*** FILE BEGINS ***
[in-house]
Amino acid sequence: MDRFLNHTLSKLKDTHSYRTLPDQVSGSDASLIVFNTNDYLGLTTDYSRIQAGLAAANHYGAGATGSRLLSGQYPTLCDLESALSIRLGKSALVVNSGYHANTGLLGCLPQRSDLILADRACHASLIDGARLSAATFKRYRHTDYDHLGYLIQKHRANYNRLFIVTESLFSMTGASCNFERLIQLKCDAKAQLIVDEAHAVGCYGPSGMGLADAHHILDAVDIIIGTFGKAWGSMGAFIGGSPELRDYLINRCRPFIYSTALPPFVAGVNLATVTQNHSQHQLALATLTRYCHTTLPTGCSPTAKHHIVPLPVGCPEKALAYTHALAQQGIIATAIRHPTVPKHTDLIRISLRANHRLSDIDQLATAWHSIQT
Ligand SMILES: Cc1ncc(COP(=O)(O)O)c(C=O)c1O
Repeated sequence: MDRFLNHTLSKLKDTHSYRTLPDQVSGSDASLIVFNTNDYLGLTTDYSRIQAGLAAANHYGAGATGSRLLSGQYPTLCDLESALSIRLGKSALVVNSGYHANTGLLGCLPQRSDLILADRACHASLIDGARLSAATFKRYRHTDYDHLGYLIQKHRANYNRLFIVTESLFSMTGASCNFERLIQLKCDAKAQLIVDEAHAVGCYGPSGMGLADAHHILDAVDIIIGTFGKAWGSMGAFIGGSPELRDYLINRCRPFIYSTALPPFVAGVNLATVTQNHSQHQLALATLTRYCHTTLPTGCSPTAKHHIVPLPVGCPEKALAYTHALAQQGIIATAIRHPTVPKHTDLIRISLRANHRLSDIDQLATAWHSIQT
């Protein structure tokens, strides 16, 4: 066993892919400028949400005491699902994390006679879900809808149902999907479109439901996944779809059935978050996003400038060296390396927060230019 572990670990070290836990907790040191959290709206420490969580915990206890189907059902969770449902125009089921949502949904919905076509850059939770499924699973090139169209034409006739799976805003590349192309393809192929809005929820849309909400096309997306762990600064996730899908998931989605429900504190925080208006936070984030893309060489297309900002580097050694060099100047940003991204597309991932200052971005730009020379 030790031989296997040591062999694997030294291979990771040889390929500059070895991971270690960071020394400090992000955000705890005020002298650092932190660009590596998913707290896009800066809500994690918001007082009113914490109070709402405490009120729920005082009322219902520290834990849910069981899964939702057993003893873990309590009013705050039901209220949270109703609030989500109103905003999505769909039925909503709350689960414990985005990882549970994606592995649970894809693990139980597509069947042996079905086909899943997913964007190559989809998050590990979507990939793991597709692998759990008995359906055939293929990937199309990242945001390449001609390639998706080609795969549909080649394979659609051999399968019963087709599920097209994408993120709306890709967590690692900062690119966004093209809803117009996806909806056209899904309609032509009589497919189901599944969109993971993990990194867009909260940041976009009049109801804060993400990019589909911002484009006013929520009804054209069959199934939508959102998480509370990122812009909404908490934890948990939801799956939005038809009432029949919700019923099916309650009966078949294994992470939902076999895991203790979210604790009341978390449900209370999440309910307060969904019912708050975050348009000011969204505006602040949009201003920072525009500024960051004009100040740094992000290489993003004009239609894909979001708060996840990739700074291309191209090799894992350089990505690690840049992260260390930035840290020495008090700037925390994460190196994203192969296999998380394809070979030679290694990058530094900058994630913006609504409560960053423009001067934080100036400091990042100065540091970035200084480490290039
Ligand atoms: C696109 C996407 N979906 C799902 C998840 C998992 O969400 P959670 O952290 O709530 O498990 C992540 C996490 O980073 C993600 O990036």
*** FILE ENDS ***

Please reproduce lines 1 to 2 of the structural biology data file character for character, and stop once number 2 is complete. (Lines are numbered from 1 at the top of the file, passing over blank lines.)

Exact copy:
[in-house]
Amino acid sequence: MDRFLNHTLSKLKDTHSYRTLPDQVSGSDASLIVFNTNDYLGLTTDYSRIQAGLAAANHYGAGATGSRLLSGQYPTLCDLESALSIRLGKSALVVNSGYHANTGLLGCLPQRSDLILADRACHASLIDGARLSAATFKRYRHTDYDHLGYLIQKHRANYNRLFIVTESLFSMTGASCNFERLIQLKCDAKAQLIVDEAHAVGCYGPSGMGLADAHHILDAVDIIIGTFGKAWGSMGAFIGGSPELRDYLINRCRPFIYSTALPPFVAGVNLATVTQNHSQHQLALATLTRYCHTTLPTGCSPTAKHHIVPLPVGCPEKALAYTHALAQQGIIATAIRHPTVPKHTDLIRISLRANHRLSDIDQLATAWHSIQT